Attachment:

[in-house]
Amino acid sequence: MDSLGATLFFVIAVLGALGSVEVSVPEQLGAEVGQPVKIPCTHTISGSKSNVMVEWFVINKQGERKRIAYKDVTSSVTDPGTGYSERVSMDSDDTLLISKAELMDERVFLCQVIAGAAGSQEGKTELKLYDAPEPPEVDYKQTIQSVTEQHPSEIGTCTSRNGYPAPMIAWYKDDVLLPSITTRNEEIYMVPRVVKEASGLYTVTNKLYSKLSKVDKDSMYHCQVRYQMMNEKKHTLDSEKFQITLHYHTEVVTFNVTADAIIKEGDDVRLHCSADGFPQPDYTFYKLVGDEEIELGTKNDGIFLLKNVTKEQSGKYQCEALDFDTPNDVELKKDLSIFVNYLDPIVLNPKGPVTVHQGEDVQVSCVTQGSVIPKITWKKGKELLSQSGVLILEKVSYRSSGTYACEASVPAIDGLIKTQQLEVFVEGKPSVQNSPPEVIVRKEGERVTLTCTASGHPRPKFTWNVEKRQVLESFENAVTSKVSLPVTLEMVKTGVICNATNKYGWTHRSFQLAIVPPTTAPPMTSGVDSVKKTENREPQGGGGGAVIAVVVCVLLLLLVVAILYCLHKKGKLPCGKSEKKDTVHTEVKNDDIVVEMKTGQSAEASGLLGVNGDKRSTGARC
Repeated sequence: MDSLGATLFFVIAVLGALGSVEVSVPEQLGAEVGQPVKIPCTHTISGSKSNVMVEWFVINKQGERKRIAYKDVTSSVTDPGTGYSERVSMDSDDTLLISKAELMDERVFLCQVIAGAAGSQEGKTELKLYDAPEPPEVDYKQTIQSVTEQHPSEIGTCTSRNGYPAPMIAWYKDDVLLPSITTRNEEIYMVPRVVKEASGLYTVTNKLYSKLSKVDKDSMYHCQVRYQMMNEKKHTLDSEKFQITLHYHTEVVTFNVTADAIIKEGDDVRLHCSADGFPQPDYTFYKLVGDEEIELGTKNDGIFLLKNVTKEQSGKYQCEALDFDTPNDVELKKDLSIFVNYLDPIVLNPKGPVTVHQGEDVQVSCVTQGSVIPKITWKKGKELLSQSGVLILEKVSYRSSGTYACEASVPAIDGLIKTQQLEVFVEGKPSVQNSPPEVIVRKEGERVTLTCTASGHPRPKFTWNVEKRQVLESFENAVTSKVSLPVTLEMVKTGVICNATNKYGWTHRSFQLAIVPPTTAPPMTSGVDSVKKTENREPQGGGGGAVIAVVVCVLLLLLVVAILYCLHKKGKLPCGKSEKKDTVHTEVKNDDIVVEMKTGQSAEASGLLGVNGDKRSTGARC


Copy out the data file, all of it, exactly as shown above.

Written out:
[in-house]
Amino acid sequence: MDSLGATLFFVIAVLGALGSVEVSVPEQLGAEVGQPVKIPCTHTISGSKSNVMVEWFVINKQGERKRIAYKDVTSSVTDPGTGYSERVSMDSDDTLLISKAELMDERVFLCQVIAGAAGSQEGKTELKLYDAPEPPEVDYKQTIQSVTEQHPSEIGTCTSRNGYPAPMIAWYKDDVLLPSITTRNEEIYMVPRVVKEASGLYTVTNKLYSKLSKVDKDSMYHCQVRYQMMNEKKHTLDSEKFQITLHYHTEVVTFNVTADAIIKEGDDVRLHCSADGFPQPDYTFYKLVGDEEIELGTKNDGIFLLKNVTKEQSGKYQCEALDFDTPNDVELKKDLSIFVNYLDPIVLNPKGPVTVHQGEDVQVSCVTQGSVIPKITWKKGKELLSQSGVLILEKVSYRSSGTYACEASVPAIDGLIKTQQLEVFVEGKPSVQNSPPEVIVRKEGERVTLTCTASGHPRPKFTWNVEKRQVLESFENAVTSKVSLPVTLEMVKTGVICNATNKYGWTHRSFQLAIVPPTTAPPMTSGVDSVKKTENREPQGGGGGAVIAVVVCVLLLLLVVAILYCLHKKGKLPCGKSEKKDTVHTEVKNDDIVVEMKTGQSAEASGLLGVNGDKRSTGARC
Repeated sequence: MDSLGATLFFVIAVLGALGSVEVSVPEQLGAEVGQPVKIPCTHTISGSKSNVMVEWFVINKQGERKRIAYKDVTSSVTDPGTGYSERVSMDSDDTLLISKAELMDERVFLCQVIAGAAGSQEGKTELKLYDAPEPPEVDYKQTIQSVTEQHPSEIGTCTSRNGYPAPMIAWYKDDVLLPSITTRNEEIYMVPRVVKEASGLYTVTNKLYSKLSKVDKDSMYHCQVRYQMMNEKKHTLDSEKFQITLHYHTEVVTFNVTADAIIKEGDDVRLHCSADGFPQPDYTFYKLVGDEEIELGTKNDGIFLLKNVTKEQSGKYQCEALDFDTPNDVELKKDLSIFVNYLDPIVLNPKGPVTVHQGEDVQVSCVTQGSVIPKITWKKGKELLSQSGVLILEKVSYRSSGTYACEASVPAIDGLIKTQQLEVFVEGKPSVQNSPPEVIVRKEGERVTLTCTASGHPRPKFTWNVEKRQVLESFENAVTSKVSLPVTLEMVKTGVICNATNKYGWTHRSFQLAIVPPTTAPPMTSGVDSVKKTENREPQGGGGGAVIAVVVCVLLLLLVVAILYCLHKKGKLPCGKSEKKDTVHTEVKNDDIVVEMKTGQSAEASGLLGVNGDKRSTGARC